Cult of the Mac displaces old order of Lenin

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The Independent Online
Few religions and no political creed I've encountered, including the dogmas of Chinese and Russian Communism, win converts quite as zealous as Alexander Garagaty, a 34-year-old Muscovite who parades his new faith each day, dressed in the uniform of the initiated - a spotless white coat, hairnet and coloured paper hat.

His highly disciplined sect runs branches around the world, about 14,000 in 79 countries. "Our concept is universal," Mr Garagaty gushed. "The standards are the same for every country. There is no difference no matter where you are or who you are."

Such uniformity does, he admits, lead to a few drop-outs. About 3 per cent of new recruits fall by the wayside each month: "Some people who join us have an erroneous conception of our work. They expect an easy life and lots of money."

Mr Garagaty is a fast-food fundamentalist. I have met no one so dedicated to a cause. He used to work for a Moscow wine firm. Then, he found McDonald's: "This is thousands of light years away from everything I knew before."

Moscow has three McDonald's restaurants, including the busiest in the world, on Pushkin Square. This outlet has served almost 18 million Big Macs and more than 32 million orders of French fries since it opened five years ago, after a dozen years of painful negotiations.

The heart of the cult is a 10,000sq metre compound, surrounded by a high chain-link fence, patrolled by a security force and dotted with television cameras. This is the Moscow-McDonald's Food Processing and Distribution Centre. The faithful call it the McComplex. Unbelievers mock it as the McGulag.

"I can't tell you that," replies Svetlana Polyakova, the firm's marketing manager, when asked whether guards carry guns. "It is not appropriate to reveal our security arrangements."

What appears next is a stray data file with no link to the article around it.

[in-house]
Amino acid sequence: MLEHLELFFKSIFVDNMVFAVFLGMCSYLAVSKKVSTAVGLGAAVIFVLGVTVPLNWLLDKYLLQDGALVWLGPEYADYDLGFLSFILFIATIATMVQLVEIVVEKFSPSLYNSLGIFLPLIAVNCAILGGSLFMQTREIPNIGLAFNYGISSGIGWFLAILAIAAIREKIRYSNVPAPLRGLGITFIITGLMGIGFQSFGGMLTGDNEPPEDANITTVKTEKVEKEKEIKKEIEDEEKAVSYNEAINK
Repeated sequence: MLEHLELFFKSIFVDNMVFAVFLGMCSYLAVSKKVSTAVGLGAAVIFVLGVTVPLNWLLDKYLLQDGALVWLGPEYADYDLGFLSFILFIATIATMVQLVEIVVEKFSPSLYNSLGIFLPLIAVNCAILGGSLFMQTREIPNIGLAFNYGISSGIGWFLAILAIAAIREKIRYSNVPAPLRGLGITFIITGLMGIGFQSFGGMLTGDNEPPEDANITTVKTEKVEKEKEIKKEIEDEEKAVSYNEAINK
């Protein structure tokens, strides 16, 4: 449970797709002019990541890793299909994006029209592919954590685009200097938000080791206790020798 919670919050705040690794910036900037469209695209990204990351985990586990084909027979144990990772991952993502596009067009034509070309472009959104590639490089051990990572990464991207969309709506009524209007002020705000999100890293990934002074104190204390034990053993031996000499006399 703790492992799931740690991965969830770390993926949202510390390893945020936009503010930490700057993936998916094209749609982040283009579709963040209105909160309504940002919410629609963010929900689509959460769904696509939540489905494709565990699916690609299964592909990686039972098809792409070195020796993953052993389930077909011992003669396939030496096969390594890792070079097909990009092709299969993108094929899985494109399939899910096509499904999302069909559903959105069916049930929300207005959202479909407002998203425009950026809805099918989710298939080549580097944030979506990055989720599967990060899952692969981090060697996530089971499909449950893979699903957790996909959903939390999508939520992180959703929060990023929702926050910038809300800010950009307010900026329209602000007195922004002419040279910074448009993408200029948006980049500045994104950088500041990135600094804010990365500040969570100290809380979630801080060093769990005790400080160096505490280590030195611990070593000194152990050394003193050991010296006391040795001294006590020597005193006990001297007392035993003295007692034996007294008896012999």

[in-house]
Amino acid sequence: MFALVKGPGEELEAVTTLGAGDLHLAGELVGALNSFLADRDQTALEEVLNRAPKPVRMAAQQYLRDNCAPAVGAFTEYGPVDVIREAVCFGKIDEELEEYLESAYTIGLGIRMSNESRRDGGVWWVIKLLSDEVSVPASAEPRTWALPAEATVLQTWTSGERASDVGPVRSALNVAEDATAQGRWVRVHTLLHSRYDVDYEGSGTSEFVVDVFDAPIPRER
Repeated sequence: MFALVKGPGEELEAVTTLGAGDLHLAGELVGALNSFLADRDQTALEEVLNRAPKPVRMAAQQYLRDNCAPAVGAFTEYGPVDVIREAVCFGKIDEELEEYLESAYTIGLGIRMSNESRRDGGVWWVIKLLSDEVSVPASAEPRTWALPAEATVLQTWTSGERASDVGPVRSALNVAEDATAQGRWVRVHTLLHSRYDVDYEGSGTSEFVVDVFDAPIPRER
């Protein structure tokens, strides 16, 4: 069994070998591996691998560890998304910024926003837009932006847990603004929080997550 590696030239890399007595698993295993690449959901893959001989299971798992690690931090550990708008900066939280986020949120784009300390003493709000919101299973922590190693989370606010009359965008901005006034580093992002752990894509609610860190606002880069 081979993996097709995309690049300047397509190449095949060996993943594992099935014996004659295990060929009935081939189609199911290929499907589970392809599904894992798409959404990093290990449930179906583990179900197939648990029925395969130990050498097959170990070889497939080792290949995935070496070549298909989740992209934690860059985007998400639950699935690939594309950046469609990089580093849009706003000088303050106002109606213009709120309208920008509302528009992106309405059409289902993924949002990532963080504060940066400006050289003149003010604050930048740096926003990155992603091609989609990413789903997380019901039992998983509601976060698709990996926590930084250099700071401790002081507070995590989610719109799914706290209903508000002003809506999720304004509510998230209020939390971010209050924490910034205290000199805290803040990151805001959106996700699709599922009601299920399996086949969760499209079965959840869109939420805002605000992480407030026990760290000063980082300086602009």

Apart from its address, on Novoorlovskaya Street, in the southern Moscow district of Solntsevo, it is a place out of space and time. The walls are decorated with pictures of visiting dignitaries, among them Newt Gingrich, and a portrait of Ray Kroc, fast food guru until his death in 1984 and founder of the first McDonald's in Oak Brook, Illinois, now home to the Hamburger University.

"Today is a very special day," intones Mr Garagaty, the production manager, as he guides visitors into a small room scrubbed so clean it would shame most Russian operating theatres, "Today is the day we make the Big Mac sauce."

We are invited to inspect large vats filled with orange goo, part of a supply needed for half a million Big Macs a month. A laboratory upstairs, staffed by chemical engineers, tests the orange gunge to ensure it meets eight separate criteria to guarantee world-wide uniformity.

In a country teetering towards anarchy, McDonald's mania for control offers a reassuring fixed point. It is one that, but for its American origins, ought to please nostalgic champions of the strict, lost order of the Soviet Union.

As with any ideology, there is much talk of re-education. "You see. There are no locks, no doors," explains Mr Garagaty showing off a huge storeroom. "We have different concept of security. We have no theft because we pay more attention to education of our people. We make them understand what this is all about." But, as any good Communist cadre would understand, trust cannot be left entirely unsupervised: "We also have security cameras to stop such things from happening."

Apart from a brief protest in Pushkin Square two years ago by anarchists and grumbles about the superiority of Russian pelmeni dumplings, McDonald's has not stirred the anguish felt in France by intellectuals angered about "American cultural imperialism", or in Britain, among Hampstead home-owners, worried about their property values. The Mayor of Moscow, Yuri Luzhkov, suggested last week that Russia should have its own fast-food restaurants selling blinis and lumps of pork fat. But he also praised McDonald's as "an example for other international businesses".

So far, McDonald's has had to make only one small concession to what the xenophobic rantings of Vladimir Zhirinovsky would suggest is a rising tide of anti-Western nationalism - signs written in Cyrillic script. But, even McDonald's sometimes admits circumstances beyond its control. While trying to buy local produce, it turned last year to the US for 60 per cent of its potatoes. Russian farmers, Mr Garagaty said, could not meet chip quality: "We can't control the weather."

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